The strikers whom politicians, media persons and the intellectuals are attentive to or glorify most, are considered as strong revolutionaries fighting for the people’s cause. If Irom Chanu Sharmila fasted for corruption and if Septuagenarian Anna Hazare protested against AFSPA, the matters would have been different. If Sharmila hails from mainland India and if Hazare is a native of Manipur, the vice versa of what is being addressed by the government might have happened. Let us examine the importance of the two causes between corruption and human rights, and let us compare the personalities of Sharmila and Hazare. Personality cult seems to out-do the issues. Sharmila has readily extended her support to the cause of Hazare’s protest following the latter’s invitation to join him. However, the nation has not responded to the call of Irom Chanu Sharmila for over ten years.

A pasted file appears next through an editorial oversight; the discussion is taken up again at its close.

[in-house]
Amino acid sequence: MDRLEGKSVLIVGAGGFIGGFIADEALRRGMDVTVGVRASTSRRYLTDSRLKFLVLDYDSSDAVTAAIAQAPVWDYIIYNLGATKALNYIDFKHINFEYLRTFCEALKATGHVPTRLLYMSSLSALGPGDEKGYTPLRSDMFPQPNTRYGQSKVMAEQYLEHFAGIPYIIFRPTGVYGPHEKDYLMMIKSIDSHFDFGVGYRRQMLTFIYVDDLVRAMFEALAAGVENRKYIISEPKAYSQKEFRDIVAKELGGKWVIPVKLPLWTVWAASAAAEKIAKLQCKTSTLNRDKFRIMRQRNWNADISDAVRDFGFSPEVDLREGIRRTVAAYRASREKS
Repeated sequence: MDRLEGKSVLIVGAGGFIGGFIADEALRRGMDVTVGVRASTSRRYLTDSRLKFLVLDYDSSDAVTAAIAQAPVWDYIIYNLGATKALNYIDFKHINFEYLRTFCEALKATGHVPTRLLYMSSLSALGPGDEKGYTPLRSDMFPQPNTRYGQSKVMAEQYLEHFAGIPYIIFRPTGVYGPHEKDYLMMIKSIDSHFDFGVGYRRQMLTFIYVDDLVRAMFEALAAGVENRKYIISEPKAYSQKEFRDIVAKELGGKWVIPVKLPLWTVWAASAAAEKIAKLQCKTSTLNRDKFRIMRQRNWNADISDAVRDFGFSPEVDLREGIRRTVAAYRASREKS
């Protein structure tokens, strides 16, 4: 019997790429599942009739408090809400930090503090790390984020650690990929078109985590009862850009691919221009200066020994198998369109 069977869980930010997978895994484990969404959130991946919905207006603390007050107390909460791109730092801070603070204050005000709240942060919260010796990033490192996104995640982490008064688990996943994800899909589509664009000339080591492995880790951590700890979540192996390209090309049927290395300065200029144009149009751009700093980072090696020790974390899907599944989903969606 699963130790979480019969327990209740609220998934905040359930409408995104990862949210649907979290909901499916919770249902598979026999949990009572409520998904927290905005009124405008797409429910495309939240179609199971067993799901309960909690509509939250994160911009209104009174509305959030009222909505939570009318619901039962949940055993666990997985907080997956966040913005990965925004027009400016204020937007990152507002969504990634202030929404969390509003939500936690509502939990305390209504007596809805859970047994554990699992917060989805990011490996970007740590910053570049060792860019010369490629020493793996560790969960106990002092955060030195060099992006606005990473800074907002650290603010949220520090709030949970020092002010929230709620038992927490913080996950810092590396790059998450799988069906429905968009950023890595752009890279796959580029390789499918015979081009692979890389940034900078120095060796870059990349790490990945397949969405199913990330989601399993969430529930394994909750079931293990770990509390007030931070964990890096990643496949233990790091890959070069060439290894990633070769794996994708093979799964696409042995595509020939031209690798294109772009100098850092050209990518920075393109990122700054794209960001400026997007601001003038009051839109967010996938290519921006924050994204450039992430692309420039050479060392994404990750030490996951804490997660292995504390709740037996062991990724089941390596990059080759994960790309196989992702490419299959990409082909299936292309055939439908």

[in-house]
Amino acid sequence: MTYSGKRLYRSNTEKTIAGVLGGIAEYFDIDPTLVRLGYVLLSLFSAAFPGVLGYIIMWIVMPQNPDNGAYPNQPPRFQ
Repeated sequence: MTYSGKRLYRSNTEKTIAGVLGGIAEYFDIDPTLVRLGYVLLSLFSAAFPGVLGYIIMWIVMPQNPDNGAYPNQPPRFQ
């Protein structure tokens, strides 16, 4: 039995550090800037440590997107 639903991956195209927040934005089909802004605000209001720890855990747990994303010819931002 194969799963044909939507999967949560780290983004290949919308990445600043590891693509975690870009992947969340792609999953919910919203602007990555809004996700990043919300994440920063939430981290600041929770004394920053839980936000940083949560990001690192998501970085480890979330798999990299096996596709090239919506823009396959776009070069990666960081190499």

Sharmila has now become a symbol of peace, in the true sense of the term. She has earned the reputation of having the strongest will and heart for protection of human rights around the globe. She is not a mere striker, but a model of truth and justice. Gandhijis non-violence has been glorified by her personality in the twenty first century. It is not politically motivated and her demands represent the general will of the hapless people residing amidst the draconian laws of democratic India. In spite of neglects and indifference of the rulers for more than a decade, she never goes back. It is natural that Anna Hazare invited Sharmila to join his crusade against corruption. It is more natural that the Iron Lady expressed her moral support to the cause, but declined to join the fast in New Delhi for the Hazare cause. She rather blamed the nation for its indifference to the cause of human right violations.